African football is set to embark on a new era, with greater investment in football development and the chance for more teams to shine on the global stage, Gianni Infantino told a workshop for African member associations.
Speaking at the opening of the two-day event in Paris, which was organised to present the strategy for FIFA Forward 3.0 and outline good governance principles, Infantino stressed the importance of finding ways of encouraging more players to remain in Africa to exercise their profession.
“This will be a football year, this will be a women’s football year, this will be an important year, this will be the year of a new Forward cycle, this will be the year where we really start to make a difference, where we really start to make football truly global,” said the FIFA President.
“We are here to boost football and it is really time that we change the dynamics, that we change the speed, and that we change the gear when it comes to African football.”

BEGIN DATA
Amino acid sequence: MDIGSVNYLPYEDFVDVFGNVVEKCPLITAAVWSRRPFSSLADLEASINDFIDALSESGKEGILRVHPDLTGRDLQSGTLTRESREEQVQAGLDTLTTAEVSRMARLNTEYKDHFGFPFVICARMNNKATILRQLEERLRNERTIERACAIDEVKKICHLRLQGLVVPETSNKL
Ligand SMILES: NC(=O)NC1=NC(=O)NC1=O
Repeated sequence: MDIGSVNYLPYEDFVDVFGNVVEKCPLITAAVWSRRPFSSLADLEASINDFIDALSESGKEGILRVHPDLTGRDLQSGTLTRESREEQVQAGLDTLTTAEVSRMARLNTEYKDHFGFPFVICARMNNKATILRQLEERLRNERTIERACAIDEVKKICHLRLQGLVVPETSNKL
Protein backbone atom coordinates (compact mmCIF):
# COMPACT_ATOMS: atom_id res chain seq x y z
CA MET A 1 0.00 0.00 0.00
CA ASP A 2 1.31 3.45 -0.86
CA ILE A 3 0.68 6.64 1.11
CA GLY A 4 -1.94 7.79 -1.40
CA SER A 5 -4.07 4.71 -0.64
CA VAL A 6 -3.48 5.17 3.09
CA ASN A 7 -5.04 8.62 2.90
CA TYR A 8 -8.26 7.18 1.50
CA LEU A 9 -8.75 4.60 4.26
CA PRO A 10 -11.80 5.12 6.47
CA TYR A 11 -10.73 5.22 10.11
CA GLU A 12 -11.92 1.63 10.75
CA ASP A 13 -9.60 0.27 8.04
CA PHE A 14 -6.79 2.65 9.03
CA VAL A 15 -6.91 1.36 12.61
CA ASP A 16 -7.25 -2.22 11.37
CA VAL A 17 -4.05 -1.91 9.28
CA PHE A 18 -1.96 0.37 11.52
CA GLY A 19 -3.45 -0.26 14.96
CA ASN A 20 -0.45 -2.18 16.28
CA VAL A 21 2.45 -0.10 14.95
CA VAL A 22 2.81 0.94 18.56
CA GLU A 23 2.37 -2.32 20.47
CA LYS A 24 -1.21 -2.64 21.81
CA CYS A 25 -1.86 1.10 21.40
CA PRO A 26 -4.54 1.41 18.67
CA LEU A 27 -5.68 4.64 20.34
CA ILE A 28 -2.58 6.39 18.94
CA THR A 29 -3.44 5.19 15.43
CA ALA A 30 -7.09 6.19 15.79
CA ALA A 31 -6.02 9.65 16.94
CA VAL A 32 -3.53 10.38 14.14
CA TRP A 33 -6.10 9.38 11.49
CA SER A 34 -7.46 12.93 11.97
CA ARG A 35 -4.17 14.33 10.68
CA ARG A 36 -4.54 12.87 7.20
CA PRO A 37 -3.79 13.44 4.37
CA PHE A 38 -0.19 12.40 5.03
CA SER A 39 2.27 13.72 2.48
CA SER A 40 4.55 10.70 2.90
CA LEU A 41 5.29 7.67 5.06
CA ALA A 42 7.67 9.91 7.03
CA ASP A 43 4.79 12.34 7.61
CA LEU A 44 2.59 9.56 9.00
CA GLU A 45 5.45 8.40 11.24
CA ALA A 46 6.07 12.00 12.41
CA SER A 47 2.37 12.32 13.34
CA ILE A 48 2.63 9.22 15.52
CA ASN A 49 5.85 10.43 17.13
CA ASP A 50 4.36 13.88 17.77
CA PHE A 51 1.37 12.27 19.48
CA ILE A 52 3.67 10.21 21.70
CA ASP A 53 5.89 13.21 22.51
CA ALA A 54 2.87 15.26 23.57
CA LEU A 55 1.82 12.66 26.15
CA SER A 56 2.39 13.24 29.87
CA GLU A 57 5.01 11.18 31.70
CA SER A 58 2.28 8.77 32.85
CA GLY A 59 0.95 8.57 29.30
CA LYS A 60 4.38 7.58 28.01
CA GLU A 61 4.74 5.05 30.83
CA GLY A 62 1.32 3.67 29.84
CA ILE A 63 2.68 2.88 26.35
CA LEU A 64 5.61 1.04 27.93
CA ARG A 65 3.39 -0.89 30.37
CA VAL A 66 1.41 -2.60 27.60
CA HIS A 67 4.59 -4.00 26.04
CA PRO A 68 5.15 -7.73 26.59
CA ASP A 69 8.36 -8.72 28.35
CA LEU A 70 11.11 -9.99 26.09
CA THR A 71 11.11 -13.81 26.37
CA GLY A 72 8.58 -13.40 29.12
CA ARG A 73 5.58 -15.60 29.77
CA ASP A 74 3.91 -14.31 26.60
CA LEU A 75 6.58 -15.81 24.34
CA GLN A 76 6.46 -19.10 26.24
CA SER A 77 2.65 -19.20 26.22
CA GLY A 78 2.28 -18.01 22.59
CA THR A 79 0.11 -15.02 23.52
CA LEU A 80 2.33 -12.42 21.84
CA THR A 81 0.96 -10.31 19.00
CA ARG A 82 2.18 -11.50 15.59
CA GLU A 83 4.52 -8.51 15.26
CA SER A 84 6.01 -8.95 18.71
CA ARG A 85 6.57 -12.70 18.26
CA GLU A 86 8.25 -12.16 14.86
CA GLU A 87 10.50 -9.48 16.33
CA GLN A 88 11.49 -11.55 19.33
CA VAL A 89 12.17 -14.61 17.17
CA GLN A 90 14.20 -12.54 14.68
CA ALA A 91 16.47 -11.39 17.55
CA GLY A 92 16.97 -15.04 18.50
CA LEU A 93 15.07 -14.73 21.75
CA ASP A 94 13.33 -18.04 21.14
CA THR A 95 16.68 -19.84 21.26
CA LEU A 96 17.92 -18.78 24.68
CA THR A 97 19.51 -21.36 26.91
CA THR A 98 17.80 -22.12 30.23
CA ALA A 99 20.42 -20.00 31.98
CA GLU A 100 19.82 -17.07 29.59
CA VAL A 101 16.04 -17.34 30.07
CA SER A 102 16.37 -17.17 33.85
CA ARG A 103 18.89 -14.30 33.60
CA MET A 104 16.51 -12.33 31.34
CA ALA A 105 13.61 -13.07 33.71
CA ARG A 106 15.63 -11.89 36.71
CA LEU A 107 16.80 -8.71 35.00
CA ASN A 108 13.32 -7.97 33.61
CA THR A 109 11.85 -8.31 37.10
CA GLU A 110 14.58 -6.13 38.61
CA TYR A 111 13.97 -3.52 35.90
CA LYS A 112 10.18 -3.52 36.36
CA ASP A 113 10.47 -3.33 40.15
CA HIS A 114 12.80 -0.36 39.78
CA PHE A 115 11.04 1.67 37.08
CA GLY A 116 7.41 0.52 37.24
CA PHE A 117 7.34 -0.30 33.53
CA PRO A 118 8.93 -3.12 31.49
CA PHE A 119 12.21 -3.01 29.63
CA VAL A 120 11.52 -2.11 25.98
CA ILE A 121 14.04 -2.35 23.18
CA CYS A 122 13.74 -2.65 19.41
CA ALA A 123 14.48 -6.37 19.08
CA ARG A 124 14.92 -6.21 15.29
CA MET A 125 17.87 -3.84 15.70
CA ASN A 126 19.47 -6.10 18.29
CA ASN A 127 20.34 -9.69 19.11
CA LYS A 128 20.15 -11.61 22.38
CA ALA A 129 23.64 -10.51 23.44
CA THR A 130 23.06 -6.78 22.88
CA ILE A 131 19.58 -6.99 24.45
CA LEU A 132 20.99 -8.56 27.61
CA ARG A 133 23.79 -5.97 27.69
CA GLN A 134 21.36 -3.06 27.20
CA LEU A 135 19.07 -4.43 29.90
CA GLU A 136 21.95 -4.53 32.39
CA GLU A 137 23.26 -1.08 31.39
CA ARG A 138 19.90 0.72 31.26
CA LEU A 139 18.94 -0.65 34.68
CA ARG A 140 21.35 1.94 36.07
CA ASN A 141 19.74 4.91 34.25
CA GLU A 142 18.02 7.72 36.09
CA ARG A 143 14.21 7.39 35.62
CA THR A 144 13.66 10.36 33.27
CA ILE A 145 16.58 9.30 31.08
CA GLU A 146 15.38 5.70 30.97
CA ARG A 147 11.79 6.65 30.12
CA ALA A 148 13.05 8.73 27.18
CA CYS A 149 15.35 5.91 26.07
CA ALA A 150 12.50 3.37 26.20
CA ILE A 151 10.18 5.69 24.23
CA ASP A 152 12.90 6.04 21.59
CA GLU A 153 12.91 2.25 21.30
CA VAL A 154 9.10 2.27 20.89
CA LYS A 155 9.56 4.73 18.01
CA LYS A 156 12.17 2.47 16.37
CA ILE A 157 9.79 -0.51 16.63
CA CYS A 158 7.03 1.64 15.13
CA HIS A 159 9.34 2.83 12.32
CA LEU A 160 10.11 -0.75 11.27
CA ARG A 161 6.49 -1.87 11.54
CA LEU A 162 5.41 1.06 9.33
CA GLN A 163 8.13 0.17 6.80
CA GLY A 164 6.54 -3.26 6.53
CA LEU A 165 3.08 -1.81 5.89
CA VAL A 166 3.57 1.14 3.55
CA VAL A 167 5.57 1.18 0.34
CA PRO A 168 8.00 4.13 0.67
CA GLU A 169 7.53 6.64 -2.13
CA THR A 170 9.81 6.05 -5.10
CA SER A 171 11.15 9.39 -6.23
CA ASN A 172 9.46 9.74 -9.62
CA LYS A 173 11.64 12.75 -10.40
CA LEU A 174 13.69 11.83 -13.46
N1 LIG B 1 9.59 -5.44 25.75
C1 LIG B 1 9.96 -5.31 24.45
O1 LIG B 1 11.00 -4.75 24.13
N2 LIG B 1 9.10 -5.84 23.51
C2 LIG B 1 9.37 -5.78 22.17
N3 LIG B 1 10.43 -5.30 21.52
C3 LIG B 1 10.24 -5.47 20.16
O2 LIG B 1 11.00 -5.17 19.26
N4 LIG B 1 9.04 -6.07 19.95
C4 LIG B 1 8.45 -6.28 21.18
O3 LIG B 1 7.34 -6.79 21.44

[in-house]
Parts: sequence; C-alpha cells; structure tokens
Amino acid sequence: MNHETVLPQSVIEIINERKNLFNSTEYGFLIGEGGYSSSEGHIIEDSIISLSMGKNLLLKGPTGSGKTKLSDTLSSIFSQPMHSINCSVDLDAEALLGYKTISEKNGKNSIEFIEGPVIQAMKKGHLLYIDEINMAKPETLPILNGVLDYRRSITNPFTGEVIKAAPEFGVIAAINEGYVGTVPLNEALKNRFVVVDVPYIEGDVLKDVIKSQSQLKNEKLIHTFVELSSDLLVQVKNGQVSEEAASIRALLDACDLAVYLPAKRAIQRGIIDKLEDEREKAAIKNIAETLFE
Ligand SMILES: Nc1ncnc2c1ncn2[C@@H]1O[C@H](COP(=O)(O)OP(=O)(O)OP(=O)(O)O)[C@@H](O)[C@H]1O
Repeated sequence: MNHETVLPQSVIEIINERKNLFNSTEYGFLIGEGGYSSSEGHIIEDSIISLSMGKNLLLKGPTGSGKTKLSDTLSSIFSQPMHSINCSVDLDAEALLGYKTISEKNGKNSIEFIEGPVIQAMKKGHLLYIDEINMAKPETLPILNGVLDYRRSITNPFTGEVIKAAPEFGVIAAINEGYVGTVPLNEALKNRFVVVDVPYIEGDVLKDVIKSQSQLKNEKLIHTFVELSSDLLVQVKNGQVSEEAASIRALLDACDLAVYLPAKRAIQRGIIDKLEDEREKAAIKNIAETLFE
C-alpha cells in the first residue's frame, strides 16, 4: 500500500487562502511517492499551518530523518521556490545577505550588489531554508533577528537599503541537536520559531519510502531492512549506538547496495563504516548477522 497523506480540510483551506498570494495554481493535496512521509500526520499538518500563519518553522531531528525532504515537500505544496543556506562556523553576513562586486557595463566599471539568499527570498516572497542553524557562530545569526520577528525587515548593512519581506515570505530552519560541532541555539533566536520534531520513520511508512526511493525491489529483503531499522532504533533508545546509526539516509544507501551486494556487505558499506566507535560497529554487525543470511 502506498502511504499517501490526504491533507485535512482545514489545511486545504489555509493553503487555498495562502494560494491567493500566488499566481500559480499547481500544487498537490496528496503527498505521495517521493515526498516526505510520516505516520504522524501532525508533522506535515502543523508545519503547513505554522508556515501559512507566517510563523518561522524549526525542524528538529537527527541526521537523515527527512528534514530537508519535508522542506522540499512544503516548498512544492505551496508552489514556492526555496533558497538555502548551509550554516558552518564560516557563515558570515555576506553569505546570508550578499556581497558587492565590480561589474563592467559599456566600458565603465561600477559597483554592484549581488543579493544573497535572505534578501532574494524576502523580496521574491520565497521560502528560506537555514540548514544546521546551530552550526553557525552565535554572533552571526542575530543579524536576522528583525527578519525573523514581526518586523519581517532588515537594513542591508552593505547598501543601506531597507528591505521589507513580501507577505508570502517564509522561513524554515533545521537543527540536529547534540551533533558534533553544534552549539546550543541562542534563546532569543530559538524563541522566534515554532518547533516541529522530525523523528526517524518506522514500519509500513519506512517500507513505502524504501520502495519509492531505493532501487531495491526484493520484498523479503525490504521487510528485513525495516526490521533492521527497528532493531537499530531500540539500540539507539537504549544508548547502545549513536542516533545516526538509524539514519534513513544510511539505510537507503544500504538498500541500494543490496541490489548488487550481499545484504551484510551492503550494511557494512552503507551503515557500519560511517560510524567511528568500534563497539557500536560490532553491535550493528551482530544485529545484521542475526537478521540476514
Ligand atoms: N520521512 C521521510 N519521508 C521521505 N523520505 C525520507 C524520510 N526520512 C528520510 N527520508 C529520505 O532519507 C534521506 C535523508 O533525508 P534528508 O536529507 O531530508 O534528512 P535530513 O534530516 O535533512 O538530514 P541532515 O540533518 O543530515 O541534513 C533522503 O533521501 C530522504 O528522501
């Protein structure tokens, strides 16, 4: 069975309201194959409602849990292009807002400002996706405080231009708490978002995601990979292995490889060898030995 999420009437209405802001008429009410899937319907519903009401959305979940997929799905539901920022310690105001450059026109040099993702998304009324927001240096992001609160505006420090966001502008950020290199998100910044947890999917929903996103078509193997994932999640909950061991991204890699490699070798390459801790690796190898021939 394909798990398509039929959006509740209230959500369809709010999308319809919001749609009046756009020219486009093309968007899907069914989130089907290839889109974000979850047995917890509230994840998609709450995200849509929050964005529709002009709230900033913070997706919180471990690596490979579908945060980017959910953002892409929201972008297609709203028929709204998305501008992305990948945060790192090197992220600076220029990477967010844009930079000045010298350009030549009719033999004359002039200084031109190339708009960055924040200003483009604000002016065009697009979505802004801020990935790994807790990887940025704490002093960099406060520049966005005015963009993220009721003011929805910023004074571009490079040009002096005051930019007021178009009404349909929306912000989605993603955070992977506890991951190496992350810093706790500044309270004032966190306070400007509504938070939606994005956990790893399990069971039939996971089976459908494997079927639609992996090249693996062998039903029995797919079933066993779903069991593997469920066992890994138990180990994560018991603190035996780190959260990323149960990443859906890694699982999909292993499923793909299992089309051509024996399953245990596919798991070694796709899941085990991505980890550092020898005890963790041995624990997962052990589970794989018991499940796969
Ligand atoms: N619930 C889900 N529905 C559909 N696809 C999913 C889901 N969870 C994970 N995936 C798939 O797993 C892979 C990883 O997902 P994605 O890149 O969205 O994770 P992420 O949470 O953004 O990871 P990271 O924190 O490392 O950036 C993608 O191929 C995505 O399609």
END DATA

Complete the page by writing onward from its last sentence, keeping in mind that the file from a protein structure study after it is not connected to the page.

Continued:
In addition, The FIFA President said that the decision to expand the FIFA World Cup to 48 teams, practically doubling the number of spots for CAF from the current five to nine or ten, would have knock-on effects in encouraging investment.
“Almost every one of you can really dream realistically to be part of a World Cup and have a real chance to participate,” said Mr Infantino.
“Now, some of you will not participate, of course, but you will invest, your governments, your cities, your clubs will invest because there is a real possibility now to play in a World Cup.”
He explained that African teams would also benefit from FIFA’s plans to host the FIFA U-17 World Cup annually, with 48 teams in the men’s edition and 24 teams in the women’s, set to begin in the coming years.
Africa has 54 FIFA-affiliated nations, but only five out of the 32 teams that took part in the 2022 World Cup in Qatar were from Africa despite the continent having 54 member nations in FIFA.
Europe – while geographically smaller than Asia, Africa, North America and South America – will have the highest number at 13.
If size does not matter, does a region’s success determine the number of berths it gets?